Tech savvy

January 7, 2016

For those of us who deal with instructional technology and educational research, the argument in support of technology for its own sake is flawed (“Future perfect: what will universities look like in 2030?”, Features, 24/31 December).

Enthusiastic technological determinists are usually from the hard sciences, technology enthusiasts and software vendors who have a stake in assuming and prophesying an educational future determined exclusively by technologies. Since the widespread introduction of computers, there has been little indication that teaching styles have changed radically. In fact, there is a growing critique of what exactly e‑learning has offered in terms of improvements beyond widening participation and empowering some who lacked traditional access to education. Technologies are not a solution but rather a facilitator and an enabler when used appropriately – a very old aphorism for those who do educational research. The radio did not wipe out newspapers. Television did not wipe out the radio. The internet has not wiped out newspapers. Co-existence of instructional media and a blended approach is the realistic way forward, and has been for a while.

Fortunately, some contributors did emphasise the need for cross-disciplinarity and a return to broad-range skills and competencies. The recipe for success for teaching and learning is simple. As far as possible, embed learning in real-life scenarios; contextualise knowledge and promote project-based learning; use technology as a facilitator of transferable soft skills; equip each graduate with the skills to carry out small-scale action research and grounded theory; acknowledge informal learning and connect it to a formal system of certification; and give good teaching the same rewards as we do good research.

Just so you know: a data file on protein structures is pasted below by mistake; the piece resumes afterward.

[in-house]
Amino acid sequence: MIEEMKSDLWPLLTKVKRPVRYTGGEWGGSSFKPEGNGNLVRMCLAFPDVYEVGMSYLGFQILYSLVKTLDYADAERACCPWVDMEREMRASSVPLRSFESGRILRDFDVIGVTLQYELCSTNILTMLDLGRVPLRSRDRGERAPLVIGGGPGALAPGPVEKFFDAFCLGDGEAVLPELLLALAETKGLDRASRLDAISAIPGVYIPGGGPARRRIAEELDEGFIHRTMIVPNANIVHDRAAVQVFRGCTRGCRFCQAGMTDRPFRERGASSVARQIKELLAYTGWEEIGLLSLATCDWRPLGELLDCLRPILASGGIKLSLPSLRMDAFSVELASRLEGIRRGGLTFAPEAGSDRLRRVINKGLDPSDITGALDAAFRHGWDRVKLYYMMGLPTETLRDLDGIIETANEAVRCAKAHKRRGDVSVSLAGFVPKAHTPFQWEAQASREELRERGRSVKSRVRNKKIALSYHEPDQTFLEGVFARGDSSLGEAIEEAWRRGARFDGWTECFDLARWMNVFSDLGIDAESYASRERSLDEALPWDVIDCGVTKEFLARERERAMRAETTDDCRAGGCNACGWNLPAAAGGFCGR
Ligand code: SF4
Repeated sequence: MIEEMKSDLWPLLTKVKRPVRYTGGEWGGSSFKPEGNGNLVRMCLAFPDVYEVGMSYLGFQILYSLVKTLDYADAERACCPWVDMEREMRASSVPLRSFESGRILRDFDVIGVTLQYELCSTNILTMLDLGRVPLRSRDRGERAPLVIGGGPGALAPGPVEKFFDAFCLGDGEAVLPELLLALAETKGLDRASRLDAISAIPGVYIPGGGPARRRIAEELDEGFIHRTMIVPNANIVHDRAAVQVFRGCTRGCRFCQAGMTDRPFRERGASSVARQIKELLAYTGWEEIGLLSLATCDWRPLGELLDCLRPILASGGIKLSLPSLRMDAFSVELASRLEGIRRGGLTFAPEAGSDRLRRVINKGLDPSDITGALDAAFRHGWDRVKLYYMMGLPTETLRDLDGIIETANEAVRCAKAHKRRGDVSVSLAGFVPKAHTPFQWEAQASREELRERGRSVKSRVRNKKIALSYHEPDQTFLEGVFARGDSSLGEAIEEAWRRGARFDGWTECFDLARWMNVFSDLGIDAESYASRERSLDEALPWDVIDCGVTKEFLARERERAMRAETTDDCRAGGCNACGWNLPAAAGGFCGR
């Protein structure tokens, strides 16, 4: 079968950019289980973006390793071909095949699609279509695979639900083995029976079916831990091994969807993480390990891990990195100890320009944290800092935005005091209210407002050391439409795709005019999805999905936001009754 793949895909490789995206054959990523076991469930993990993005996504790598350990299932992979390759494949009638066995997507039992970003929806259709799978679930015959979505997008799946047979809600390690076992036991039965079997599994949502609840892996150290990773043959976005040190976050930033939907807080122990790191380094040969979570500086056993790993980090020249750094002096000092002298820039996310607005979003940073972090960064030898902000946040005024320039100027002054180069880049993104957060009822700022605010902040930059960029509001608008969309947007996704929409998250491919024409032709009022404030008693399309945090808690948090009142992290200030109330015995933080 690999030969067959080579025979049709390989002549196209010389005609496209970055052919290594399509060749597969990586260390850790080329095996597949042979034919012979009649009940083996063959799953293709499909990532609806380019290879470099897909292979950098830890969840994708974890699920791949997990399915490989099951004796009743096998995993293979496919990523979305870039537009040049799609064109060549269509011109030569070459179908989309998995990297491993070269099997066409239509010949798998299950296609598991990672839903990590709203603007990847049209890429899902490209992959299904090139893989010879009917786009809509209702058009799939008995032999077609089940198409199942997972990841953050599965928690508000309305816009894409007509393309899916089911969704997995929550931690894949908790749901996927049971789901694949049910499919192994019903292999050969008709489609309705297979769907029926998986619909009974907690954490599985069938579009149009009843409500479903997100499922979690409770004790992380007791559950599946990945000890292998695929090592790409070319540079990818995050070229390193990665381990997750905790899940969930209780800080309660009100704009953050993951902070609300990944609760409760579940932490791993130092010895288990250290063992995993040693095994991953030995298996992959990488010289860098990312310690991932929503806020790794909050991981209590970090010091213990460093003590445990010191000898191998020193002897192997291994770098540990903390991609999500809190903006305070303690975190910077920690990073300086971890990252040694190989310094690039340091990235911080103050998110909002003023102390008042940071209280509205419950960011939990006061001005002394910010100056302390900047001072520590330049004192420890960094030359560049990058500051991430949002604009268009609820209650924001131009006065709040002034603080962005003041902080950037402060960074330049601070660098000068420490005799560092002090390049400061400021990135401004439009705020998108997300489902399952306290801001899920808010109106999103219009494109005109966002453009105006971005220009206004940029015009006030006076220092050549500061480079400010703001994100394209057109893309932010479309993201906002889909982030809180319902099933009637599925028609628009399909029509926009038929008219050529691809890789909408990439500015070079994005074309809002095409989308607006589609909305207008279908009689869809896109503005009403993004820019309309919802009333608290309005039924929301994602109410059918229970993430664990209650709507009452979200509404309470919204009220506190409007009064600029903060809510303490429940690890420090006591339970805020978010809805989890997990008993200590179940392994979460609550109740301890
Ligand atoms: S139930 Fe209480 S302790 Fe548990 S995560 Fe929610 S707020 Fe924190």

Nicos
Via timeshighereducation.com


With many students apparently unable to stay awake in class or follow complex arguments (as Warren Bebbington writes in “Future perfect?”), do busy university staff have time for the challenging diversion of solving “major societal problems” (as Dan Schwartz and Candace Thille argue they must do)?

Neil Richardson
Kirkheaton


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